From the September 2000 issue of Startups

Barbie has her own digital camera, so why shouldn't you? Sure, the Barbie Photo Designer Digital Camera ($60) can only hold six pictures and comes in (you guessed it) vivid pink, but luckily, you have other options. Go ahead and thank your tech gods for the dozens of digital cameras available.

Before you buy, though, figure out your current and future needs, beyond just family reunions, graduations and office parties. If you're creating images for, say, your Web site, a digital camera will save you the hassle of having film developed and then scanning in the photos. Plus, sending images as e-mail attachments or sprucing up brochures, press releases and presentations can be effective for supplying customers with visuals.

You don't have to be Ansel Adams to put a digital camera to good use, but consider your level of expertise when deciding on buying a camera. For you point-and-shoot disposable-camera types, there is an abundance of sub-2-megapixel cameras out there; they're the cheapest of the bunch and usually the simplest to operate. Tops in this class are the Kodak DC215 Zoom ($300) and the Olympus D-340R ($250). Just don't try to print any super high-resolution banners from these types.

For those of you with a little more expertise (or a willingness to spend some quality time with the manual), there are the 2-megapixel cameras. The poster children in this category are the Nikon Coolpix 950 ($899) and the Olympus C2020 Zoom ($650). We tried one out for good measure. After pulling out the Nikon, we congratulated ourselves for taking that photography course in college. We were snapping pictures within five minutes, but it took an hour with the CD-ROM manual to really know what we were doing. The excellent picture quality and flexible features make it worth the time. Add-on telephoto, wide-angle and fisheye lenses can increase your shooting options. While the sub-2-megapixels are last year's technology, the 2 megapixels are just last week's. It's hard to beat these when it comes to image quality and features.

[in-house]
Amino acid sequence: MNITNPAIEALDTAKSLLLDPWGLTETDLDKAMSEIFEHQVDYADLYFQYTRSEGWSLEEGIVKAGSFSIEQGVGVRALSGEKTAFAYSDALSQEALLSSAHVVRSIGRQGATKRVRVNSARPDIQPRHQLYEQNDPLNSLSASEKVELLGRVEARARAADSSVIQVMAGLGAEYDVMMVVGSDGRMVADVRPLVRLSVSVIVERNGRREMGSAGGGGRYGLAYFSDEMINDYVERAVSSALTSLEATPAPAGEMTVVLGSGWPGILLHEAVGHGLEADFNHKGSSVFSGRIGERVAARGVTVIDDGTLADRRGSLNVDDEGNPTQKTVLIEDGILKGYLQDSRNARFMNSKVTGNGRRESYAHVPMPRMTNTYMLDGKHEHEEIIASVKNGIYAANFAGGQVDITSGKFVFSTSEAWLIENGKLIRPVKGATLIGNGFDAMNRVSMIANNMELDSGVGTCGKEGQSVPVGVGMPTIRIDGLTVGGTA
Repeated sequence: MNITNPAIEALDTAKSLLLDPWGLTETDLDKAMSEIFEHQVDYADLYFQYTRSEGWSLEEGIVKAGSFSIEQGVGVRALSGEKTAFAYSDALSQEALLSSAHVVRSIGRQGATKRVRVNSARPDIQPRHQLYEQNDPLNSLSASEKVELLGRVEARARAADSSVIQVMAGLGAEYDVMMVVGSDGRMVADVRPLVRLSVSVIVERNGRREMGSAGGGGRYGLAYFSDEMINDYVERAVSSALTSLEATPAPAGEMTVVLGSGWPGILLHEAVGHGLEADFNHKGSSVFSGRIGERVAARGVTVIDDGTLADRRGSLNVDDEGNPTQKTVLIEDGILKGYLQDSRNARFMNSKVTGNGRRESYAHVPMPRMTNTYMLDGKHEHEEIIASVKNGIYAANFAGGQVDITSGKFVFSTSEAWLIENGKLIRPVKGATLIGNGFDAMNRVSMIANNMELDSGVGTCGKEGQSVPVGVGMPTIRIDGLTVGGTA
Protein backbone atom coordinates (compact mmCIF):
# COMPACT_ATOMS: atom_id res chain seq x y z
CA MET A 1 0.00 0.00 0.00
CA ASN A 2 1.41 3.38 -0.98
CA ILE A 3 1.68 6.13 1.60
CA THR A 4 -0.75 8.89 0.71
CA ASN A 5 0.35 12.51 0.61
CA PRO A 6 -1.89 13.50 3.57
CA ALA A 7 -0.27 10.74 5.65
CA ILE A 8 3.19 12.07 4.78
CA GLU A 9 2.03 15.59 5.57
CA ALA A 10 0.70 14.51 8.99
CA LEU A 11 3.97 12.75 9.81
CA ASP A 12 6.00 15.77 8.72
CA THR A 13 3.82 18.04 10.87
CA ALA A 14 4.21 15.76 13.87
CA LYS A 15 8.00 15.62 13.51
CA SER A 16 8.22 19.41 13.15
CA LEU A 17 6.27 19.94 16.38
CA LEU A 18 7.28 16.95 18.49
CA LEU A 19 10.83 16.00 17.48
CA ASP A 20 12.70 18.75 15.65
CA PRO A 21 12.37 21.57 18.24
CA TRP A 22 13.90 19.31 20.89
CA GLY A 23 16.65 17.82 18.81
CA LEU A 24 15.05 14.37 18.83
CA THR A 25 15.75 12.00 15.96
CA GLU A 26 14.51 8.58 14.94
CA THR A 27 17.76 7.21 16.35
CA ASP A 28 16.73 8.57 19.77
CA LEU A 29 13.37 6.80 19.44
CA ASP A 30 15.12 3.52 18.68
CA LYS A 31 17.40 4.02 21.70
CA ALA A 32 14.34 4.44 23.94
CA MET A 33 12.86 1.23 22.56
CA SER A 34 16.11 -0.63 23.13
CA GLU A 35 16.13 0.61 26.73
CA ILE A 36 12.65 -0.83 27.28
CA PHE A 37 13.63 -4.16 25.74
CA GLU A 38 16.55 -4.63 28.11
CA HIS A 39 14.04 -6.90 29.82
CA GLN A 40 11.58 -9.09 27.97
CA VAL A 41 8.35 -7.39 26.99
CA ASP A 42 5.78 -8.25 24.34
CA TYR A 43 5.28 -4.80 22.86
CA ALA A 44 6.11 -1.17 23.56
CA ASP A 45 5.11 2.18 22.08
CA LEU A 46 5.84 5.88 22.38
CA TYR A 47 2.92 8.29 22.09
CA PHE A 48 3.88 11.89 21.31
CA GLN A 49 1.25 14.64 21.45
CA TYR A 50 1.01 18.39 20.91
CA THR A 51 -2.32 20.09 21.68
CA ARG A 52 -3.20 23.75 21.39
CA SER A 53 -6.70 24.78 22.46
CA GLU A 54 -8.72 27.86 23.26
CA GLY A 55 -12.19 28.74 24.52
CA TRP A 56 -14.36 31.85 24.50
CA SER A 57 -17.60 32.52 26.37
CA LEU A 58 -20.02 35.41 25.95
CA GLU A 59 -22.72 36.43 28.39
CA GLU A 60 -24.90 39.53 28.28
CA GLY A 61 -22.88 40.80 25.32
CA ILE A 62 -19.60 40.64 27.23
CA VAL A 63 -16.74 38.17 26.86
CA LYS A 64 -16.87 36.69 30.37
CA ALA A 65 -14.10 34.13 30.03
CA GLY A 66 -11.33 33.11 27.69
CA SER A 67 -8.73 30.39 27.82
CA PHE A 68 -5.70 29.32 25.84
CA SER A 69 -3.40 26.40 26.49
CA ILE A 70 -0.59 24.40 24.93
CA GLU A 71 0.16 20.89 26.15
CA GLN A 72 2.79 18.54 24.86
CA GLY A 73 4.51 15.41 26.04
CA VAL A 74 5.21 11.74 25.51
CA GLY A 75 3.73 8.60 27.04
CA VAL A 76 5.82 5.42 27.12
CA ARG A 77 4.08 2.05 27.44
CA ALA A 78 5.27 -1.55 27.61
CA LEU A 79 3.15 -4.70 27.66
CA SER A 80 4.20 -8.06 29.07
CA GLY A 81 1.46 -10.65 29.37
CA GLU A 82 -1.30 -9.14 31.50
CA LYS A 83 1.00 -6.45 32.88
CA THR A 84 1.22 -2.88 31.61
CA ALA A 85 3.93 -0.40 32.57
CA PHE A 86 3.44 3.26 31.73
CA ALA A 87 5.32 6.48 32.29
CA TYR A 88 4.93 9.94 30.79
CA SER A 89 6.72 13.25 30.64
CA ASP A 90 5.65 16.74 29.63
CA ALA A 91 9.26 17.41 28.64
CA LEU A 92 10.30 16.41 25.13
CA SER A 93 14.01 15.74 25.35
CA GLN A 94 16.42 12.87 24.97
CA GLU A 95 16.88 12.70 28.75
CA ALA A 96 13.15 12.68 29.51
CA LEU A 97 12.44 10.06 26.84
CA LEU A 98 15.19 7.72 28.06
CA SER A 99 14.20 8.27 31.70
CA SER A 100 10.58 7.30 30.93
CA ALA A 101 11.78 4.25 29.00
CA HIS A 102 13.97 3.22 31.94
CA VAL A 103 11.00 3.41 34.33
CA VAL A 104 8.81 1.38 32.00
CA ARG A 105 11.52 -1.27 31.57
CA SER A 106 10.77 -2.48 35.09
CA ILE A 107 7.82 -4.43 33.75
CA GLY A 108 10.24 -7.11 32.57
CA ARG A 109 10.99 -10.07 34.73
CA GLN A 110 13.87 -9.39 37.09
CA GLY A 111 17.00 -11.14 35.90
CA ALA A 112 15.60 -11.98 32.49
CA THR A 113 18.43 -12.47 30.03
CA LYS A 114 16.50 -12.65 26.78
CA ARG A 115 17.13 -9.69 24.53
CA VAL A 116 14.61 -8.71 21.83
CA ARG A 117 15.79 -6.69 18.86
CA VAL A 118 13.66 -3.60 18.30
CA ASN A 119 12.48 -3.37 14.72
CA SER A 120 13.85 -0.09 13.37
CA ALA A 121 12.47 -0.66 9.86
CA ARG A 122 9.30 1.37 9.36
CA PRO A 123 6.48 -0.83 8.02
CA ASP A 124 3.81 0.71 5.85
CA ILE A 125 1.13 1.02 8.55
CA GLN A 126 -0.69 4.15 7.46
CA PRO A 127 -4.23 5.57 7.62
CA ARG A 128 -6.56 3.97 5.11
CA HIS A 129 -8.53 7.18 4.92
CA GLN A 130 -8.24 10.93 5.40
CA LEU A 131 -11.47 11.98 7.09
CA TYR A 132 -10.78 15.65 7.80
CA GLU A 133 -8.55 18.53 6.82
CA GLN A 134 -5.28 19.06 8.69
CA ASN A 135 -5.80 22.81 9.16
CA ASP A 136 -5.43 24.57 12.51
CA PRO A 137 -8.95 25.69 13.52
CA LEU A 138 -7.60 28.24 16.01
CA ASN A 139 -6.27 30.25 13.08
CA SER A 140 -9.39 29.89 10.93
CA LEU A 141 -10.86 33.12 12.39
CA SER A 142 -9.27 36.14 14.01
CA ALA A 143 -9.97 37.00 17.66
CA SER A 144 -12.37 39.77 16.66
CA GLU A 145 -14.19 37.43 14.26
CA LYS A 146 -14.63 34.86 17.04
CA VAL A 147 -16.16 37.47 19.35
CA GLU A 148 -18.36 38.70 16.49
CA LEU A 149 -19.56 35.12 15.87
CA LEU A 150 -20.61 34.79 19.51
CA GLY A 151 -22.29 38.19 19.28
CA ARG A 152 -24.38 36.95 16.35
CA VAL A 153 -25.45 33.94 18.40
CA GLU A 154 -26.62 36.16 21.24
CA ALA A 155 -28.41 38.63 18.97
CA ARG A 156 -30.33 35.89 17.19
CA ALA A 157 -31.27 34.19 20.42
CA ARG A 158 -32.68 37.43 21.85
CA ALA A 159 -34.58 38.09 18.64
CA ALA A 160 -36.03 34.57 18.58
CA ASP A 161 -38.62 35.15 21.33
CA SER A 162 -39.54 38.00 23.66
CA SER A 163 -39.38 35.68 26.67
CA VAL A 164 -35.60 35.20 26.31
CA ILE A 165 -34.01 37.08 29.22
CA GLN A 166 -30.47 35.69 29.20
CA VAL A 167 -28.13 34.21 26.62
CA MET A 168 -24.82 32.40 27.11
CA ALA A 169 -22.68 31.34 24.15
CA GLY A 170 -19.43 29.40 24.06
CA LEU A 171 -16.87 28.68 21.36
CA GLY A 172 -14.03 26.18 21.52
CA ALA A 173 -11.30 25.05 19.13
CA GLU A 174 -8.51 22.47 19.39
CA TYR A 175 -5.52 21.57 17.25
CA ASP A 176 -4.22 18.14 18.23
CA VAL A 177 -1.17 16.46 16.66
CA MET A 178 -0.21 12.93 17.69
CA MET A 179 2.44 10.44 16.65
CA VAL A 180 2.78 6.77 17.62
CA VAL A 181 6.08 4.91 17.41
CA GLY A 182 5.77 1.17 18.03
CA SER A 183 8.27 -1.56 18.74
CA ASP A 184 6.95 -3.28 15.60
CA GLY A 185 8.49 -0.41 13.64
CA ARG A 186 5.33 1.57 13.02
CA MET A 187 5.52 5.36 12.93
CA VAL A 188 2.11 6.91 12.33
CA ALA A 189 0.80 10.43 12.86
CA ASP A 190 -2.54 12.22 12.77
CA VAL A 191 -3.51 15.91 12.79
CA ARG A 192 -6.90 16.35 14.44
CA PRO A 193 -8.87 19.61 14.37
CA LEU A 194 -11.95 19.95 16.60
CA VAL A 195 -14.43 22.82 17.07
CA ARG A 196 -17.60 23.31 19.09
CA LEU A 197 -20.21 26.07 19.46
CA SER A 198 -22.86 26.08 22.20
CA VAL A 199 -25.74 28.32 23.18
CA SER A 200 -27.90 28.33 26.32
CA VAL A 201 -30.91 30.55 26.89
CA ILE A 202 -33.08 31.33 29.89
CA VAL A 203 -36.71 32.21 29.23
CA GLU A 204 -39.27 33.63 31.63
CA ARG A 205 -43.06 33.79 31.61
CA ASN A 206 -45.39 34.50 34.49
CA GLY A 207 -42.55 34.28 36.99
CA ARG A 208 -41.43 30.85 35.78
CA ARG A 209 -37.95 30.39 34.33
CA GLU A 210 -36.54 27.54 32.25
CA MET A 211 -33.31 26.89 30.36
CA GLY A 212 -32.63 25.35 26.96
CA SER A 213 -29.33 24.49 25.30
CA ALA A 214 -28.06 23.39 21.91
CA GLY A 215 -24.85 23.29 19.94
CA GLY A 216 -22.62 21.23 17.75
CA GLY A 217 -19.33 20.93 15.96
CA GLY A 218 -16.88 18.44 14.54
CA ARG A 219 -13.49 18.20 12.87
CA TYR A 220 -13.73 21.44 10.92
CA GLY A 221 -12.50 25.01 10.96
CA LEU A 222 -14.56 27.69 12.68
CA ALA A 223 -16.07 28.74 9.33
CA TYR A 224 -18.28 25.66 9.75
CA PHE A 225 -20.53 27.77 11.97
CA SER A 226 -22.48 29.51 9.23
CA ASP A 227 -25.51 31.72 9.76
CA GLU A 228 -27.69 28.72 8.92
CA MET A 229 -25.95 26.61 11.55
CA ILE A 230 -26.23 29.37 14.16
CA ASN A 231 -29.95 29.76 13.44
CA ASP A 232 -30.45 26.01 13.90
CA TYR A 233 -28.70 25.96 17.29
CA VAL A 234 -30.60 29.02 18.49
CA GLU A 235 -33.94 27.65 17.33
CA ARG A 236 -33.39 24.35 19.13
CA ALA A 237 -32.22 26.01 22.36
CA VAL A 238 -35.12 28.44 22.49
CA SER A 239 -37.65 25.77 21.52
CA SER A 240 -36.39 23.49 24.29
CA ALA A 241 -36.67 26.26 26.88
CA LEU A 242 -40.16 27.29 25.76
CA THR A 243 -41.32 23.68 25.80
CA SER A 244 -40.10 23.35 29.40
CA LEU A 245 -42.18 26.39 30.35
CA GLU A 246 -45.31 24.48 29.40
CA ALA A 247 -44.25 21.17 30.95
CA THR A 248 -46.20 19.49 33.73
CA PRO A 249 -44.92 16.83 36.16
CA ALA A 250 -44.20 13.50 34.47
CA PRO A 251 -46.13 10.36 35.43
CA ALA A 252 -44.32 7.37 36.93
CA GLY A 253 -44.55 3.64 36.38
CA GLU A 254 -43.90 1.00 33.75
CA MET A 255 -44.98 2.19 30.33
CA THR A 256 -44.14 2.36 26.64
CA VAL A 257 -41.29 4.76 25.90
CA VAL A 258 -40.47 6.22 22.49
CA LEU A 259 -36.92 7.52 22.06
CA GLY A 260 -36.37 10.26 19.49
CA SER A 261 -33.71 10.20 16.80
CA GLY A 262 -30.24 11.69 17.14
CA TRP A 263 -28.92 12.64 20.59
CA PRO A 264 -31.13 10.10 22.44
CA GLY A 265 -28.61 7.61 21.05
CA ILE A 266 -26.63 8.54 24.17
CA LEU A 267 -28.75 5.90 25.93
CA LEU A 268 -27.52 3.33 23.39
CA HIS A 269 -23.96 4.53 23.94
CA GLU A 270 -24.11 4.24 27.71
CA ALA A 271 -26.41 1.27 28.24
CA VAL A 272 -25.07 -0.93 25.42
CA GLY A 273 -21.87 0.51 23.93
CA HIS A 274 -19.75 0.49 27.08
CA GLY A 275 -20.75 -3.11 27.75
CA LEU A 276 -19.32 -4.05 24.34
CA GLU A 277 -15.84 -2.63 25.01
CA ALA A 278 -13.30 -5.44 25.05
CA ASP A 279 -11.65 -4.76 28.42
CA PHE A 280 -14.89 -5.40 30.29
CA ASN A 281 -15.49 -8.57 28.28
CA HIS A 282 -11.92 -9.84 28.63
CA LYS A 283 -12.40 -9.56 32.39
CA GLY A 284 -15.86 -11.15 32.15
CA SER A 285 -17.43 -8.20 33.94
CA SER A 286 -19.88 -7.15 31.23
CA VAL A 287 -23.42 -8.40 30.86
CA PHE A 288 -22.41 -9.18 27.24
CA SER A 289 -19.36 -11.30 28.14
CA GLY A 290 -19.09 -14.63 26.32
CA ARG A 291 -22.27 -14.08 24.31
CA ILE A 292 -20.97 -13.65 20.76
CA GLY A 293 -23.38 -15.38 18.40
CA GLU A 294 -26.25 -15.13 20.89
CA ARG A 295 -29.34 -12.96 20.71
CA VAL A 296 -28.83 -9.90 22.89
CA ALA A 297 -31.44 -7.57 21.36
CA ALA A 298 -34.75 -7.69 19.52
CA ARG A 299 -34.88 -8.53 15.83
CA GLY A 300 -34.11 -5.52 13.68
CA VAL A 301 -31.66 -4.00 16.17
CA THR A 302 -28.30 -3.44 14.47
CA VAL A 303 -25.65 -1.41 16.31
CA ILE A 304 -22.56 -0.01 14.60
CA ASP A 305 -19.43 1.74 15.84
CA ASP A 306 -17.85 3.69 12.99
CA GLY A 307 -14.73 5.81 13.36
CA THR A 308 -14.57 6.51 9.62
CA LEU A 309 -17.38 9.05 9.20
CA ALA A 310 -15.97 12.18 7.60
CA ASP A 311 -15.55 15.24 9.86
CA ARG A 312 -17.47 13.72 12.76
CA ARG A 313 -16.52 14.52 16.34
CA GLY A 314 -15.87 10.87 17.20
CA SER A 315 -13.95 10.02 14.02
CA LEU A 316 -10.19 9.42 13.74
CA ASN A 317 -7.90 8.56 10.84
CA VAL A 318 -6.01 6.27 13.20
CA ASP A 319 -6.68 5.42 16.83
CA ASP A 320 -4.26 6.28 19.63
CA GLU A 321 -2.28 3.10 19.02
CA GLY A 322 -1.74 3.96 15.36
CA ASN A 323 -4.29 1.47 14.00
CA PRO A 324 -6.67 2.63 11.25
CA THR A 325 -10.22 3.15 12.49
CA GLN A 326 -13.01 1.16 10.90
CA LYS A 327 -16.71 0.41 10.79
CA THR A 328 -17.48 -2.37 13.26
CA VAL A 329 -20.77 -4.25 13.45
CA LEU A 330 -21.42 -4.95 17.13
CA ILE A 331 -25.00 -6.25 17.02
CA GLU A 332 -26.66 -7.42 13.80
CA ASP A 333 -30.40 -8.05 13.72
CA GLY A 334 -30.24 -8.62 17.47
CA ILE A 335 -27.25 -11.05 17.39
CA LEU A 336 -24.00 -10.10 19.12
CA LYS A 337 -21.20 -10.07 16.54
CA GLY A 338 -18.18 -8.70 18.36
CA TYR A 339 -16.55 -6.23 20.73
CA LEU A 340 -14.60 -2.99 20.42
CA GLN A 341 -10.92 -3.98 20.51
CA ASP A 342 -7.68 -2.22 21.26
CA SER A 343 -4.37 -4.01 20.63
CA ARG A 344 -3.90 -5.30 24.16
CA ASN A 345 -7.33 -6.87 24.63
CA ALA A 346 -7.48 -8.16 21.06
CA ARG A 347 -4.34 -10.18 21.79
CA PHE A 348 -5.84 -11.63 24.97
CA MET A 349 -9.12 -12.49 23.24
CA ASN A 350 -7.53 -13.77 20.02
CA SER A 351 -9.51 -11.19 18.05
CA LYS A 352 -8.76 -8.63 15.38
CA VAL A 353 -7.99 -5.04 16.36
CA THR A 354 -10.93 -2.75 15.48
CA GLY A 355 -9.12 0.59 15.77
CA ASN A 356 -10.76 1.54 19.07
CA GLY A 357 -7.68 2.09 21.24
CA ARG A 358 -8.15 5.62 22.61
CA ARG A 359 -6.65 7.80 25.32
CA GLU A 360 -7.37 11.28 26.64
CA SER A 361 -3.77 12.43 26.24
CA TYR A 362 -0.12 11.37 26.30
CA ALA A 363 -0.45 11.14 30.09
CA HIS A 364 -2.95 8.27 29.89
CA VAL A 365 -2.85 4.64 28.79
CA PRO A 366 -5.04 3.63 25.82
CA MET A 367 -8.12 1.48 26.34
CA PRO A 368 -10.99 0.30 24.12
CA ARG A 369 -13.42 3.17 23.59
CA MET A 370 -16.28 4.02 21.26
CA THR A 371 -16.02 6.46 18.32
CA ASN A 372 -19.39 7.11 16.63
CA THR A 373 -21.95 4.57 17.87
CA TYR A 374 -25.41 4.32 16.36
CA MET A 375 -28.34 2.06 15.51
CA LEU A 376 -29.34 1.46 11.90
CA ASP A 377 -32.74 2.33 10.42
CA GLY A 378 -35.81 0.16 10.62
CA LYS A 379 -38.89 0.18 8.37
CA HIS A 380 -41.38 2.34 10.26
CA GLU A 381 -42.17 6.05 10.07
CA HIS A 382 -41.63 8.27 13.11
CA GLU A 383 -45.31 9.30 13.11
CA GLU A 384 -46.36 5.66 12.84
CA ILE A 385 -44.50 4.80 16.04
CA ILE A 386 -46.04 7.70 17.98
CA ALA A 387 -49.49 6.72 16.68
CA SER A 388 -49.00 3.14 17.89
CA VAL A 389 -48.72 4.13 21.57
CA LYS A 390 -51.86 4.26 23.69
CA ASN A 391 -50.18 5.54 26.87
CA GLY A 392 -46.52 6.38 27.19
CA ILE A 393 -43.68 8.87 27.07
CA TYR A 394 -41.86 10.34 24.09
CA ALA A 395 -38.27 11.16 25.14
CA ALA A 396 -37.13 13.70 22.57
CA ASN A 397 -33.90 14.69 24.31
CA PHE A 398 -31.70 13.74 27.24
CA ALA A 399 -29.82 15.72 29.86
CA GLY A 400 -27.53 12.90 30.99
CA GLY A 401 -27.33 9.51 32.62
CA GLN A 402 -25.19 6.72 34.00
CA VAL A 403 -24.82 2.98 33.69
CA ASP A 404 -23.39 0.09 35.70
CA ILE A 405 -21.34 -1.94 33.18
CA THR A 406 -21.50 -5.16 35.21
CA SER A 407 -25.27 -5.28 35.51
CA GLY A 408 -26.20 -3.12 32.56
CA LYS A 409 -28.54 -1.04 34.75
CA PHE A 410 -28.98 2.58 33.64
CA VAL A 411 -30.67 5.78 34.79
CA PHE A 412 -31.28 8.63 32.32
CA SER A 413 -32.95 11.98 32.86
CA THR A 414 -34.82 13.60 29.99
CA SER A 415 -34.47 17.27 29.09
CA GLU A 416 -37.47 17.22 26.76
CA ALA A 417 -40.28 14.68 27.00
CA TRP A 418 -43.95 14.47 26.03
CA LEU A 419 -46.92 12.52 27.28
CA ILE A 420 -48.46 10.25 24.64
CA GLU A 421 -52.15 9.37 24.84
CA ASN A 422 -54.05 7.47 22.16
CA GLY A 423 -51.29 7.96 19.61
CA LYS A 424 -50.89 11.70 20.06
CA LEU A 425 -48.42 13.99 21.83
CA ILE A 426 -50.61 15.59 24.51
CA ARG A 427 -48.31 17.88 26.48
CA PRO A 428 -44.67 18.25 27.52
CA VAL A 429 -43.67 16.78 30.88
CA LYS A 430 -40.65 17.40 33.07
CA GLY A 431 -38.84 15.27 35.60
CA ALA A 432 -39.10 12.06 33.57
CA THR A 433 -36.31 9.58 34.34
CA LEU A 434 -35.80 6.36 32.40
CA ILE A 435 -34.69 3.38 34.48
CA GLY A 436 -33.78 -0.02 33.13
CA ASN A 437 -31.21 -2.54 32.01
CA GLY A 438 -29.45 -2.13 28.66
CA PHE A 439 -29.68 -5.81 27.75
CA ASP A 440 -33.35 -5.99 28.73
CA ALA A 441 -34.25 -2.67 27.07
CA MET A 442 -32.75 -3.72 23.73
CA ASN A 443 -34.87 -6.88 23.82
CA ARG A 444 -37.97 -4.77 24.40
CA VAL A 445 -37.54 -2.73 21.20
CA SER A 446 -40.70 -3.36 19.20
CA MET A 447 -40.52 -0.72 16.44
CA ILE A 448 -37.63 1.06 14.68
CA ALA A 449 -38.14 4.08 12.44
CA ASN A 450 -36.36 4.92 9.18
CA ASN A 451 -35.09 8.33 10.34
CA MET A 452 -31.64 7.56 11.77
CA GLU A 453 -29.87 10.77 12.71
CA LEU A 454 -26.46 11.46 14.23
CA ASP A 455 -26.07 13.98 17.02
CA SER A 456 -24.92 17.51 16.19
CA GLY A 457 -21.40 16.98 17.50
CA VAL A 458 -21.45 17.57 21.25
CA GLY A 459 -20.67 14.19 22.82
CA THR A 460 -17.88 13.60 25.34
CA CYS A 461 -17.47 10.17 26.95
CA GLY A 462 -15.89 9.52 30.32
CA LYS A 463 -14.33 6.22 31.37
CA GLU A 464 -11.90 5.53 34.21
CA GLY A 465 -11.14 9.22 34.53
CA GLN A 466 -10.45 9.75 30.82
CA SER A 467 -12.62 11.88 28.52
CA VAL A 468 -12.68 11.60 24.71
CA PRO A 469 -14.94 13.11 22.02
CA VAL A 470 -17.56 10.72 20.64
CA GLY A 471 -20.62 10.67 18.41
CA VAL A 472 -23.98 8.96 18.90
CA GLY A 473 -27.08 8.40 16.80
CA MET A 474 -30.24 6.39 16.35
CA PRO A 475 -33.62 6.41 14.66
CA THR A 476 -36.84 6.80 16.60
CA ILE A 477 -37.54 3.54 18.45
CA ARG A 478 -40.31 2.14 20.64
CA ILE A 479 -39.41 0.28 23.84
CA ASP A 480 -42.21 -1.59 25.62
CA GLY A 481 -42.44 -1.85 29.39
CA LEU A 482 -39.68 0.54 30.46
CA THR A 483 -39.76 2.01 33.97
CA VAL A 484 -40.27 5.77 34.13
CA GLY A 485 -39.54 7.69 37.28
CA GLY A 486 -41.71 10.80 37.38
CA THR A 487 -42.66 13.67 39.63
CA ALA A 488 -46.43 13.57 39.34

The newest consumer class of digital cameras has catapulted over the 3-megapixel mark. At current prices, you'll have to really want that extra megapixel to buy one of these. The Nikon Coolpix 990 clocks in at $999, the Canon PowerShot S20 costs $700, and the Casio QV-3000EX goes for $800. For professional photographers who don't want to jump up to $5,000 for the pro-level cams, the 3 megapixel makes sense. For the rest of us, a 2 megapixel will deliver the goods for hundreds of dollars less.

Your digital photography hardware options don't stop with just the camera. Near-lab-quality prints can be made in your office with the right equipment. Foremost on the list is a photo inkjet printer like the somewhat new Hewlett-Packard PhotoSmart P1000 ($399), the Epson Photo 870 ($300) or the wide-format Epson Photo 1270 ($500). You will also have to invest in special paper, but the results are impressive.

Most digital cameras use either the SmartMedia or the CompactFlash cards. You'll want to pick up a card reader like the SanDisk ImageMate USB ($40) so you don't drain your camera batteries while you're transferring photos.

Pixel Dust

You don't have to pay for more pixels than you need. Digital cameras come in all shapes and sizes:

  • 3 megapixel: near-film-quality prints; enthusiast- or semi-pro-level cameras are found here
  • 2 megapixel: up to 8 x 10 prints; good for most high-resolution uses
  • 1 megapixel: good for Web use; bargain cameras are found in this range
  • Less than 1 megapixel: adequate for Web use